If you are injured in an accident caused by an individual with limited or no insurance, B.C. has a statutory program in place which allows compensation regardless of no insurance or limited insurance. This program is called underinsured motorist protection (“U.M.P.”). Payment under U.M.P. is by ICBC.
In British Columbia, the minimum third-party limits allowed for ICBC insurance is $200,000. As a result, most ICBC claims will never involve U.M.P. because most claims are under $200,000. However, for example, if you are one of several individuals that are injured by an at-fault motorist (the “tortfeasor”) with the minimum $200,000 third party liability coverage, it is not very difficult to have all the injury claims exceed the limits and get yourself into U.M.P. coverage.
The other common situation where U.M.P. coverage applies is where the at-fault vehicle does not have any insurance.
U.M.P. coverage is considered coverage of last resort. That is, ICBC can force you to take all steps necessary to try to recover money from the tortfeasor before you can even access U.M.P. This includes litigating against the tortfeasor and then when you have a judgment, trying to recover against the tortfeasor. If the tortfeasor cannot pay the judgment, you can then proceeding against ICBC to get payment under U.M.P.
In terms of who has access to U.M.P. coverage, generally speaking most British Columbians would have access to this coverage. To have access to U.M.P. coverage, you need to be a considered an insured under the Insurance (Motor Vehicle) Act. An insured includes a member of a household where one of the family members owns an ICBC licensed vehicle. Alternatively, you are entitled to U.M.P. coverage if you have a driver’s license or you have your own vehicle licensed with ICBC.
Under U.M.P., the basic coverage you receive is $1 million without paying anything more. However, you can buy excess U.M.P. coverage, which provides coverage to $2 million. All you or a family member needs to do is pay a premium of around $25 when placing ICBC insurance on one of the vehicles in the household. Obviously, this is $25 well spent because the last thing you want is less than maximum insurance coverage in the event that you or your family member is severely injured by a tortfeasor carrying minimum or no insurance coverage.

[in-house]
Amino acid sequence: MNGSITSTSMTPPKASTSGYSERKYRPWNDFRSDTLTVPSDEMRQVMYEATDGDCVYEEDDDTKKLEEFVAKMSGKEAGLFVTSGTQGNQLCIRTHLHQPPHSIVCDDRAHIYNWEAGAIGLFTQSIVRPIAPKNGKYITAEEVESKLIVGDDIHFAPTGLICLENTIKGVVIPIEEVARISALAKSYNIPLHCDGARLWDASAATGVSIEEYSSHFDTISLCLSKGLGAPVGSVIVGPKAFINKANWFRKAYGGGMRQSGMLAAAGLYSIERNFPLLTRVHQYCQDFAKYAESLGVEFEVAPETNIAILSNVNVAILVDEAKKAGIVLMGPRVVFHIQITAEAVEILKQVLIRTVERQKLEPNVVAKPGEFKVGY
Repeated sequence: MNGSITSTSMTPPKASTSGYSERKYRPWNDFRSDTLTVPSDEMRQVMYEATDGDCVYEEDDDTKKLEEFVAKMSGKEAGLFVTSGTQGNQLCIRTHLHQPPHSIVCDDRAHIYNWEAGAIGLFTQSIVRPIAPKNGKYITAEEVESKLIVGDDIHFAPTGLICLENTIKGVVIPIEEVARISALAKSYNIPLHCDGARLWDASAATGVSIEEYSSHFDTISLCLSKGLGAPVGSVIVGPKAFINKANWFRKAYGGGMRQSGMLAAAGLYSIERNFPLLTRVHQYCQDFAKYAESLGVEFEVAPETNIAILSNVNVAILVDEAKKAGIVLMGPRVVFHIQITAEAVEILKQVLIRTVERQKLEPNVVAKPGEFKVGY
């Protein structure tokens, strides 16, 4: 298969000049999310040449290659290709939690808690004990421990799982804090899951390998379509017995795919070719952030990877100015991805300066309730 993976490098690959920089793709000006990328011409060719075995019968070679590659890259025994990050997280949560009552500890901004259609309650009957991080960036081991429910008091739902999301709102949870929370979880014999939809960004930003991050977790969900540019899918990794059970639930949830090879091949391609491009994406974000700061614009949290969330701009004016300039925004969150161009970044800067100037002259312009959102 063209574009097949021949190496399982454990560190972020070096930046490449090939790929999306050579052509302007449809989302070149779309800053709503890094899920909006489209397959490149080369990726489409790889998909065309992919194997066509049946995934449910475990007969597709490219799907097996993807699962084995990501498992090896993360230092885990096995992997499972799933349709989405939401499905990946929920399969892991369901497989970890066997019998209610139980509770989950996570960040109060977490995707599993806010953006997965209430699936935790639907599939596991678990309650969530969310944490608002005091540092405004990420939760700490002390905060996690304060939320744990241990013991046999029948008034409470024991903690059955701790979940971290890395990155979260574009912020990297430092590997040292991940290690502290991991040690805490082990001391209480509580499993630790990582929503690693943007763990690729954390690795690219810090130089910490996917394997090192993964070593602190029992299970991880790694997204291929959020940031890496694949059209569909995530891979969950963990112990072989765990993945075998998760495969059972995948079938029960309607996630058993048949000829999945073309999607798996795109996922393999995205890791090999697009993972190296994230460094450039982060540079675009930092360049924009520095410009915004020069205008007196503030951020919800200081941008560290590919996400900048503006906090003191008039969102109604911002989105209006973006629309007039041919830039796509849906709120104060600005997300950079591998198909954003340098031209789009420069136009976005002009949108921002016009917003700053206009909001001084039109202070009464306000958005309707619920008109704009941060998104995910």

As set out above, U.M.P. coverage is coverage of last resort. ICBC uses this to their advantage in some cases by forcing you to pursue the tortfeasor in a lawsuit in Supreme Court. Even if you get a judgment against the tortfeasor, ICBC can make it difficult to recover money from them by forcing you to go after the tortfeasor. Even after taking all the steps, you still do not have access to the ICBC money as ICBC can force the case to an arbitration hearing, which can include a rehearing of some of the issues in the Supreme Court.
Like other ICBC claims, ICBC is involved in the defense of these matters even when you are going after a tortfeasor that does not have ICBC coverage. Often times, ICBC will settle before litigation or allow you to go directly to arbitration if necessary. The decision of ICBC is highly dependant on the approach taken by the adjuster or defense lawyer. Hopefully, your claim is being defended by a reasonable adjuster and defense lawyer.